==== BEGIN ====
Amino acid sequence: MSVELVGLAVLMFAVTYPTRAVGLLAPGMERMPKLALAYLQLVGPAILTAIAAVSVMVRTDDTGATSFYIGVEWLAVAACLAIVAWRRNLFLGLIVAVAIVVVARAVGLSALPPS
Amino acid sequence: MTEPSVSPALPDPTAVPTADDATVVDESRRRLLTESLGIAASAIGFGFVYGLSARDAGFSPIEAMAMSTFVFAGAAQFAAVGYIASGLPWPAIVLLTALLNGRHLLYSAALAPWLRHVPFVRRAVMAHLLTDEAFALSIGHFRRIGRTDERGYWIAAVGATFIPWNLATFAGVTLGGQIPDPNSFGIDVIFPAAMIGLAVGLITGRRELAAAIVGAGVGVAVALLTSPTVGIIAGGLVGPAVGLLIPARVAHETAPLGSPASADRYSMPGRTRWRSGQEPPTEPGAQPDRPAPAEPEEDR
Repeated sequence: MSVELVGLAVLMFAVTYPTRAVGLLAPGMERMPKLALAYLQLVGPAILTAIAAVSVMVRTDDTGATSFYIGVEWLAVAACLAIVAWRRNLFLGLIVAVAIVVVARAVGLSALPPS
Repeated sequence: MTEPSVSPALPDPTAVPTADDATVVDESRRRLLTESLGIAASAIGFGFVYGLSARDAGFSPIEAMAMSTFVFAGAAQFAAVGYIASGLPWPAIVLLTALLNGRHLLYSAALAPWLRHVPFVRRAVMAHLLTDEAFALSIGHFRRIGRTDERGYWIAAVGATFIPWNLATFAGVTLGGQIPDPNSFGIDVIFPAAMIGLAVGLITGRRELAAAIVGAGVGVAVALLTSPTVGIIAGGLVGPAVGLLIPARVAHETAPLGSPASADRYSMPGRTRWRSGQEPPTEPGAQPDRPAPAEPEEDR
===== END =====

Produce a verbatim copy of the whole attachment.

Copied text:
Amino acid sequence: MSVELVGLAVLMFAVTYPTRAVGLLAPGMERMPKLALAYLQLVGPAILTAIAAVSVMVRTDDTGATSFYIGVEWLAVAACLAIVAWRRNLFLGLIVAVAIVVVARAVGLSALPPS
Amino acid sequence: MTEPSVSPALPDPTAVPTADDATVVDESRRRLLTESLGIAASAIGFGFVYGLSARDAGFSPIEAMAMSTFVFAGAAQFAAVGYIASGLPWPAIVLLTALLNGRHLLYSAALAPWLRHVPFVRRAVMAHLLTDEAFALSIGHFRRIGRTDERGYWIAAVGATFIPWNLATFAGVTLGGQIPDPNSFGIDVIFPAAMIGLAVGLITGRRELAAAIVGAGVGVAVALLTSPTVGIIAGGLVGPAVGLLIPARVAHETAPLGSPASADRYSMPGRTRWRSGQEPPTEPGAQPDRPAPAEPEEDR
Repeated sequence: MSVELVGLAVLMFAVTYPTRAVGLLAPGMERMPKLALAYLQLVGPAILTAIAAVSVMVRTDDTGATSFYIGVEWLAVAACLAIVAWRRNLFLGLIVAVAIVVVARAVGLSALPPS
Repeated sequence: MTEPSVSPALPDPTAVPTADDATVVDESRRRLLTESLGIAASAIGFGFVYGLSARDAGFSPIEAMAMSTFVFAGAAQFAAVGYIASGLPWPAIVLLTALLNGRHLLYSAALAPWLRHVPFVRRAVMAHLLTDEAFALSIGHFRRIGRTDERGYWIAAVGATFIPWNLATFAGVTLGGQIPDPNSFGIDVIFPAAMIGLAVGLITGRRELAAAIVGAGVGVAVALLTSPTVGIIAGGLVGPAVGLLIPARVAHETAPLGSPASADRYSMPGRTRWRSGQEPPTEPGAQPDRPAPAEPEEDR